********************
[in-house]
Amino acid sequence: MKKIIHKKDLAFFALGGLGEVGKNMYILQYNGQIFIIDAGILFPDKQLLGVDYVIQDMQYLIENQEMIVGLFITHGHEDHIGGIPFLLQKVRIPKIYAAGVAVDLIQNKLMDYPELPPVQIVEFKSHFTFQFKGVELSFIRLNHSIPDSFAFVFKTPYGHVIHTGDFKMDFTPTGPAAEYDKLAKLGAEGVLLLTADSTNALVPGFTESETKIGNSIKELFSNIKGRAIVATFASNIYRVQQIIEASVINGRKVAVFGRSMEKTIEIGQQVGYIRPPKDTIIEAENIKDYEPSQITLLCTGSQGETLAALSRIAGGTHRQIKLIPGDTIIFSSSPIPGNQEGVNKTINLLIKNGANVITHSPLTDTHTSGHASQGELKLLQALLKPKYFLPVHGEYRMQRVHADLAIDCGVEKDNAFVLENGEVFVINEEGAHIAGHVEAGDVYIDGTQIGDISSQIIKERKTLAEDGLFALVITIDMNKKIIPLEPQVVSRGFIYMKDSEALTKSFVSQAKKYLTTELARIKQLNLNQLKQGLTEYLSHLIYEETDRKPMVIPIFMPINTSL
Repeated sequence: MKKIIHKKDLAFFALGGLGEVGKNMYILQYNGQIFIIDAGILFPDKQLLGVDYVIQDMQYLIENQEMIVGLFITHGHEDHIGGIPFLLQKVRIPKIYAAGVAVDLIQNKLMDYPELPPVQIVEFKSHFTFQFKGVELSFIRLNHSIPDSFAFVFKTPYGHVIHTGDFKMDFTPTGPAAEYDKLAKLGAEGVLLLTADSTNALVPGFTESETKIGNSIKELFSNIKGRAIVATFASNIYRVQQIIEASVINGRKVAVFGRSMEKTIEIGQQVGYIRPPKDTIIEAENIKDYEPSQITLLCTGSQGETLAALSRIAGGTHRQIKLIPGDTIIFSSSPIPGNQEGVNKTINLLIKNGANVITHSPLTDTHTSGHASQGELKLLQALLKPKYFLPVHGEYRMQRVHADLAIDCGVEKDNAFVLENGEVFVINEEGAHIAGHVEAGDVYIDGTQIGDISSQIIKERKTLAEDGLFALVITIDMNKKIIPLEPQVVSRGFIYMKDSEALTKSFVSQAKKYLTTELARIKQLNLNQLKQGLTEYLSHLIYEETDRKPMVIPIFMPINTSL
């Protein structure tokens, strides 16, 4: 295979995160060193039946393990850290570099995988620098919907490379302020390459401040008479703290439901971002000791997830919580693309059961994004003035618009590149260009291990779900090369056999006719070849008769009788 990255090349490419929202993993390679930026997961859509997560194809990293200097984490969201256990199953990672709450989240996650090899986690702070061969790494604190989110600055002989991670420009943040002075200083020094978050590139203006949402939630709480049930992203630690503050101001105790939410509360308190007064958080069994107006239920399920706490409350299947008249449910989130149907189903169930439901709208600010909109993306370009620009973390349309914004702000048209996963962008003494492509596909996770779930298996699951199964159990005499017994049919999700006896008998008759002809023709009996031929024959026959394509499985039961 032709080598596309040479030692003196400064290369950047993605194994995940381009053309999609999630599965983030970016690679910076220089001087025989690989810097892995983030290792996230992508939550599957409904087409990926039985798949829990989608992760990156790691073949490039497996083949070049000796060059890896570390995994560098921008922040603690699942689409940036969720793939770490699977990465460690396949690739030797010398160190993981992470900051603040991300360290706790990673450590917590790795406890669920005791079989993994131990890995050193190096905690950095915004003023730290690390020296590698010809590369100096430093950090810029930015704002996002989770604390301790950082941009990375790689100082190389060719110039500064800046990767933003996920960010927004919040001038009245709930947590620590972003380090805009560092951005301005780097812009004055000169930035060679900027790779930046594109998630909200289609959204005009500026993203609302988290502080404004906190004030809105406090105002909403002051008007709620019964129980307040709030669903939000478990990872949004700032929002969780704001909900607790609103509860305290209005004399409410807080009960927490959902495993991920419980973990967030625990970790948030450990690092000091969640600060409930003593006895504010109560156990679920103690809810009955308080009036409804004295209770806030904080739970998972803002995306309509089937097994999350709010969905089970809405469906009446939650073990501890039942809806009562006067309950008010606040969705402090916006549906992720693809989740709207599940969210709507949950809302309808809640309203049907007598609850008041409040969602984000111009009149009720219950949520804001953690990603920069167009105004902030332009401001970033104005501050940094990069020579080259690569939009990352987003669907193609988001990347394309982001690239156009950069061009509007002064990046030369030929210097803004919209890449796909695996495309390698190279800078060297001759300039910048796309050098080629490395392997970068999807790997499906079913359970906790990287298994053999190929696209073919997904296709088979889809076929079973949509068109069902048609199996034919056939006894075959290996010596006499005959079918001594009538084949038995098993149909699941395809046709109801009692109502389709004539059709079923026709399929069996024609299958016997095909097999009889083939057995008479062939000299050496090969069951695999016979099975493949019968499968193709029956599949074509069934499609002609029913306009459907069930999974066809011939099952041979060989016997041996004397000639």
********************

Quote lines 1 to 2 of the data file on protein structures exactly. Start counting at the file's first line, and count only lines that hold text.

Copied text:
[in-house]
Amino acid sequence: MKKIIHKKDLAFFALGGLGEVGKNMYILQYNGQIFIIDAGILFPDKQLLGVDYVIQDMQYLIENQEMIVGLFITHGHEDHIGGIPFLLQKVRIPKIYAAGVAVDLIQNKLMDYPELPPVQIVEFKSHFTFQFKGVELSFIRLNHSIPDSFAFVFKTPYGHVIHTGDFKMDFTPTGPAAEYDKLAKLGAEGVLLLTADSTNALVPGFTESETKIGNSIKELFSNIKGRAIVATFASNIYRVQQIIEASVINGRKVAVFGRSMEKTIEIGQQVGYIRPPKDTIIEAENIKDYEPSQITLLCTGSQGETLAALSRIAGGTHRQIKLIPGDTIIFSSSPIPGNQEGVNKTINLLIKNGANVITHSPLTDTHTSGHASQGELKLLQALLKPKYFLPVHGEYRMQRVHADLAIDCGVEKDNAFVLENGEVFVINEEGAHIAGHVEAGDVYIDGTQIGDISSQIIKERKTLAEDGLFALVITIDMNKKIIPLEPQVVSRGFIYMKDSEALTKSFVSQAKKYLTTELARIKQLNLNQLKQGLTEYLSHLIYEETDRKPMVIPIFMPINTSL